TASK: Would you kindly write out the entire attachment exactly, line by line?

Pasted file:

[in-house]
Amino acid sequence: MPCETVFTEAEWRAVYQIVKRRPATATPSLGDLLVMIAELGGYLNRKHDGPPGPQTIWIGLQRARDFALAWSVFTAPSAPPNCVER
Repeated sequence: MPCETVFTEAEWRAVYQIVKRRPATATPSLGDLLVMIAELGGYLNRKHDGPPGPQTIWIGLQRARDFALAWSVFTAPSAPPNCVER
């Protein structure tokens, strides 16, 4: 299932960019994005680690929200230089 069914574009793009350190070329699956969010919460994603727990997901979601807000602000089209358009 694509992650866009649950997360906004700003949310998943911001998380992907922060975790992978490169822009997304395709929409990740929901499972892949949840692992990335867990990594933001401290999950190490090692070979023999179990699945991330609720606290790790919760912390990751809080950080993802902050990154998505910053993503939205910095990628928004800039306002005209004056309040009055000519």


[in-house]
Amino acid sequence: MPCETVFTEAEWRAVYQIVKRRPATATPSLGDLLVMIAELGGYLNRKHDGPPGPQTIWIGLQRARDFALAWSVFTAPSAPPNCVER
Repeated sequence: MPCETVFTEAEWRAVYQIVKRRPATATPSLGDLLVMIAELGGYLNRKHDGPPGPQTIWIGLQRARDFALAWSVFTAPSAPPNCVER
């Protein structure tokens, strides 16, 4: 299932960019994005680690929200230089 069914574009793009350190070329699956969010919460994603727990997901979601807000602000089209358009 694509992650866009649950997360906004700003949310998943911001998380992907922060975790992978490169822009997304395709929409990740929901499972892949949840692992990335867990990594933001401290999950190490090692070979023999179990699945991330609720606290790790919760912390990751809080950080993802902050990154998505910053993503939205910095990628928004800039306002005209004056309040009055000519």